During a long-ranging investigation, The New York Times interviewed more than 300 people and poured over thousands of documents to sketch out the history of neglect, abuse and mismanagement that fostered the New York City subway's current state of crisis in what's probably the most comprehensive explanation of the woes plaguing the MTA.
Century-old tunnels and track routes are crubling, but the Times found that the MTA’s budget for subway aintenance has barely grown, in inflation adjusted terms, since 1992.
Signal problems and equipment failures are occurring twice as frequently as they did a decade ago – a sign of just how rapidly the transit system is deteriorating.
What’s worse, is that hundreds of mechanic positions have been cut even as the century-old system groaned under the damage caused by Superstorm Sandy. Meanwhile, compensation for managers has ballooned to nearly $300,000 a year.
Daily ridership has doubled in the past decade to 5.7 million people. Yet, New York City is the only city in the world with fewer miles of track than it had during World War II.
Given the unconscionable state of neglect paid to its budget, it should come as no surprise that New York City’s subway system has the worst performance of any major urban transportation system in the world. Only 65% of weekday trains make it to their destination on time.
The Times claims that the deplorable state of the city’s transit system is the result of negligence by both Republican and Democratic politicians, including former Gov. George Pataki, former mayor Rudolph Giuliani, as well as Mayor Bill De Blasio and Gov. Andrew Cuomo.
Over the past two decades, politicians have diverted a whopping $1.5 billion in tax revenue from the MTA to other political priorities. Politicians are also largely responsible for pressing the agency to spend money on opulent station makeovers, like the new Fulton Street station, that do little to improve service. Politicians also locked the MTA into an unfavorable agreement with creditors that secured a needed short-term cash infusion but left it saddled with $5 billion in interest payments.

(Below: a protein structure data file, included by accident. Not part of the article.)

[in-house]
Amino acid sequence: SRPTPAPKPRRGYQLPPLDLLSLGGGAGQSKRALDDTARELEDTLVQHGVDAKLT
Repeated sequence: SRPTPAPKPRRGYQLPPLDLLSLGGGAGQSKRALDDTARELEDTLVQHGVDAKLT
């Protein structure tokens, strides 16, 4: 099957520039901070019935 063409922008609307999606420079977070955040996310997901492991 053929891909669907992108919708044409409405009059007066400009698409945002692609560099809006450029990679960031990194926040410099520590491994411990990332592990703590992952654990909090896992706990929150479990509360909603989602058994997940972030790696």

Perhaps most egregiously, Gov. Cuomo recently forced the MTA to send $5 million to three upstate ski resorts that were struggling with a warm winter.
The MTA has also suffered from high turnover in its senior ranks, as dozens of high-level officials have taken advantage of a lucrative revolving door whereby they leave jobs at the MTA for high-up jobs at contractors that do business with the MTA.
Seemingly at every turn, politicians have failed to act on a series of chances to turn things around. They ignored decades of warnings from state and city comptrollers about MTA funding. They failed to pass a congestion pricing plan in 2008. Thy chose not to give mass transit much of the proceeds from bank settlements after the financial crisis. And they brushed off findings from official commission reports pointing out the system’s defects.
All of this has amounted to a shocking development: The number of subway riders declined slightly last year, even as the population of NYC has continued to expand rapidly.
Problems worsened under Cuomo as the governor tried to micromanage decision making at the agency, a move that only worsened its problems. For example, a few months ago, the MTA cut $500 million from the signal-repair budget to fund other projects that are more important to Cuomo. For context, signal malfunctions are the biggest contributing factor in train delays.
But perhaps the most fundamental flaw in how the MTA is managed is the fact that many of its most high-level decisions are made by a committee of bureaucrats and politicians, the Times reported.
“A camel is a horse designed by committee, and the MTA is a train service run by committee,” a Cuomo spokeswoman said.